Physiological responses to mental tasks and physical exercise were studied independently and combined. We hypothesized that combined mental and physical stresses produce a synergistic interaction. We studied cardiovascular responses to 5 min of static handgrip, mental arithmetic, and the combined stimuli in random order in 12 healthy subjects. Muscle sympathetic nerve activity (SNA) and mean arterial blood pressure (MAP) responses to handgrip and the combined stimuli exceeded responses to mental arithmetic, yet no significant difference existed between responses to handgrip and the combined stimuli. Peak changes in SNA (in %) were greatest during handgrip (188 ± 41), followed by the combined stimuli (166 ± 31) and mental arithmetic (51 ± 9). Peak changes in MAP (in mmHg) were also greatest during handgrip (26 ± 4), followed by the combined stimuli (23 ± 3) and then mental arithmetic (8 ± 2). Peak changes in heart rate (in beats/min) followed the same trend: handgrip (15 ± 2), combined (13 ± 2), and mental arithmetic (10 ± 2). Mental stimulation did not synergistically interact with or add to the responses elicited by handgrip exercise; in fact, a trend existed for math during handgrip to reduce responses relative to handgrip alone.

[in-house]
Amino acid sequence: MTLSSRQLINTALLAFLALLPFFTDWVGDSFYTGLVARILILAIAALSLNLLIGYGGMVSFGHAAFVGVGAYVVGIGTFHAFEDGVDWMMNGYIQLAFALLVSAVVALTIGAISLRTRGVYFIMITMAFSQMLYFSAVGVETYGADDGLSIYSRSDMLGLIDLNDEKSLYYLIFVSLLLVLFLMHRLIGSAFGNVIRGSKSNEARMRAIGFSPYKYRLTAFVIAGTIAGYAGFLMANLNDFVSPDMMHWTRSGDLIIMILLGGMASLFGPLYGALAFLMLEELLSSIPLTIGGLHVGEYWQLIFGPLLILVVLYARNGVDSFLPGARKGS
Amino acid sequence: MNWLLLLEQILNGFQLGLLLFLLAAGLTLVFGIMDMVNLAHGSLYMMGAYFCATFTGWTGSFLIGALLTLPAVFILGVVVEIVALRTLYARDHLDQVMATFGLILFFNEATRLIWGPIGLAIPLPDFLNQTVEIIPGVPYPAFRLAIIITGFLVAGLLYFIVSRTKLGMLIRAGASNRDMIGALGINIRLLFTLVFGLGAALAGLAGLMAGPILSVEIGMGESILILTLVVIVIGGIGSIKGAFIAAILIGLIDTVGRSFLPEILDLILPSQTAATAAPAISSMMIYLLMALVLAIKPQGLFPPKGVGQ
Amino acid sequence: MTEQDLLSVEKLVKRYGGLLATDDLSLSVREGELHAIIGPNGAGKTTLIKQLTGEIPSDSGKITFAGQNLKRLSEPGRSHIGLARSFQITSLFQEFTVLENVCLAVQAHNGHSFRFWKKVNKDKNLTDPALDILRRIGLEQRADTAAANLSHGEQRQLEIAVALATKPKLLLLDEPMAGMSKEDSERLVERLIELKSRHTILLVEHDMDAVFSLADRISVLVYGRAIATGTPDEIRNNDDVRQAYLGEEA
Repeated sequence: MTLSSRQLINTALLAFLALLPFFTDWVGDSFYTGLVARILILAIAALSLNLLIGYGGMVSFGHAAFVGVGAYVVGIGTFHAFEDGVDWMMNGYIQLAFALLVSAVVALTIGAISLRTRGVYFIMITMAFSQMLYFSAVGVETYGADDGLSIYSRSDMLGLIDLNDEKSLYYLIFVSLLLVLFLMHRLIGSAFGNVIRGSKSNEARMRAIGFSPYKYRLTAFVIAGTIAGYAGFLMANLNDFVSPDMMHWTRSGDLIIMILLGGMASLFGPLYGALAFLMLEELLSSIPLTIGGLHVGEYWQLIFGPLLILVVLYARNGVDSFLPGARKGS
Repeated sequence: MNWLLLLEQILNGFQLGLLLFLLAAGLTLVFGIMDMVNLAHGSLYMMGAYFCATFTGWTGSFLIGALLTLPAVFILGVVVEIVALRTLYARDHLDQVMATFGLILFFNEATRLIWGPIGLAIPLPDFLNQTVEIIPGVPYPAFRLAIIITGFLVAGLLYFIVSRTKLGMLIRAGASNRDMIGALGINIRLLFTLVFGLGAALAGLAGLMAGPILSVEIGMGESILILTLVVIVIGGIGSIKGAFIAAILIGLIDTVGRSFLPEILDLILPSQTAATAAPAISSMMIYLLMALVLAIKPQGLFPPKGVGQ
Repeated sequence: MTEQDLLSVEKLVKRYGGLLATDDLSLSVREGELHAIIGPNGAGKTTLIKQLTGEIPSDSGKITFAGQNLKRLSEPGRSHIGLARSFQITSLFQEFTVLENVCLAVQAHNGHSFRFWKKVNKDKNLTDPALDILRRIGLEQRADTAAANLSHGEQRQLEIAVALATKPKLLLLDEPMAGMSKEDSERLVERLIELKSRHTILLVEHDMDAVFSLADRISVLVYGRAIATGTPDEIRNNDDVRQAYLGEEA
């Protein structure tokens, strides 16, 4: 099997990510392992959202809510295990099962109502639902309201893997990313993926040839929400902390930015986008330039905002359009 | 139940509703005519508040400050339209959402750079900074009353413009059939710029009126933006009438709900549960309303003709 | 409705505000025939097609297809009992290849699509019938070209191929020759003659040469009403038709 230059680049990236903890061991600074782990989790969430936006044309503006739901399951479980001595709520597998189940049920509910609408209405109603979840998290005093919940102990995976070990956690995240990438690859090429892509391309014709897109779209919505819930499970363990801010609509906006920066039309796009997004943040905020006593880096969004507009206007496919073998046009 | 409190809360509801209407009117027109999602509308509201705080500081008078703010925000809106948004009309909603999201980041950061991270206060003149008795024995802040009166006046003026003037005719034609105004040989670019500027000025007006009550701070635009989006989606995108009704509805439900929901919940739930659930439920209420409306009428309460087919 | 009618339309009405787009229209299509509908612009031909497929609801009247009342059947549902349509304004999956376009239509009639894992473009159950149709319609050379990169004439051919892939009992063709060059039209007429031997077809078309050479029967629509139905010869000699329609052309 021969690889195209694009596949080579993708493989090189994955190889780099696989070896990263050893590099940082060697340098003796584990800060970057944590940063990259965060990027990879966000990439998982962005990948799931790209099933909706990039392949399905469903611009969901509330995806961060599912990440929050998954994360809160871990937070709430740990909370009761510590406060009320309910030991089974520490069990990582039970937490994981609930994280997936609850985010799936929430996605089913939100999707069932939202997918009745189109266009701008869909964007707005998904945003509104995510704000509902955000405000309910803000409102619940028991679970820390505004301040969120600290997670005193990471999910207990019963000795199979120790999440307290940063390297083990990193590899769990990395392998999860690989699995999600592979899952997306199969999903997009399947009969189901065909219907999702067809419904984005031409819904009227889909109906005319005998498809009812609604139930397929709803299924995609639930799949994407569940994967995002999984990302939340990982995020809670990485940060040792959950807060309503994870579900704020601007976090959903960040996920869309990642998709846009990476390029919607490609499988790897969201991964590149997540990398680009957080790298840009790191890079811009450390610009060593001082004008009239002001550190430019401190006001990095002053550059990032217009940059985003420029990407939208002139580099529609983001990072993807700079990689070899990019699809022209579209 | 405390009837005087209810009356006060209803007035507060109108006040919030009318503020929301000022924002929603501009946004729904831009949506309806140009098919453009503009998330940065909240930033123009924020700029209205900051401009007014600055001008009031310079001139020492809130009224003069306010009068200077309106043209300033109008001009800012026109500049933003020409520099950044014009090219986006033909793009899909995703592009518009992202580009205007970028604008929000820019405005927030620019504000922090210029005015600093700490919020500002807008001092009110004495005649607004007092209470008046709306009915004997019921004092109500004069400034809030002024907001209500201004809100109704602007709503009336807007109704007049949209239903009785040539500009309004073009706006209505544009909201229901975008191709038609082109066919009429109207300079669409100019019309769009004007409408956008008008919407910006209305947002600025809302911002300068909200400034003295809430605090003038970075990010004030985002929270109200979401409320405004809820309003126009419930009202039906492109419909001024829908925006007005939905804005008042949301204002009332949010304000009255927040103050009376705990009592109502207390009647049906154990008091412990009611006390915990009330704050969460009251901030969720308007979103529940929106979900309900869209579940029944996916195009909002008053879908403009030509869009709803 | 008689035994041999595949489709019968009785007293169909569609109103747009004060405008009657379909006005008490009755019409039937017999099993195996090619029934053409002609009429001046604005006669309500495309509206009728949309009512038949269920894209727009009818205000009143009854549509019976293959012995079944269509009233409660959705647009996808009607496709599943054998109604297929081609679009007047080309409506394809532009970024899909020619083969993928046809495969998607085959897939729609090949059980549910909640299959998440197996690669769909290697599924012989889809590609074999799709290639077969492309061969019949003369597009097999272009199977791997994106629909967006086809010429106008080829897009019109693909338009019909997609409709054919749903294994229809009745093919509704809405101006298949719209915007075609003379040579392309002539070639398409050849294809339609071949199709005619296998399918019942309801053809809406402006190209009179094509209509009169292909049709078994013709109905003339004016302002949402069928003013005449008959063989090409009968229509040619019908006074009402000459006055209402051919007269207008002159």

|Number of pages||7|
|Journal||Journal of Applied Physiology|
|State||Published - 1 Jan 2002|
- Static handgrip
- Sympathetic nerve activity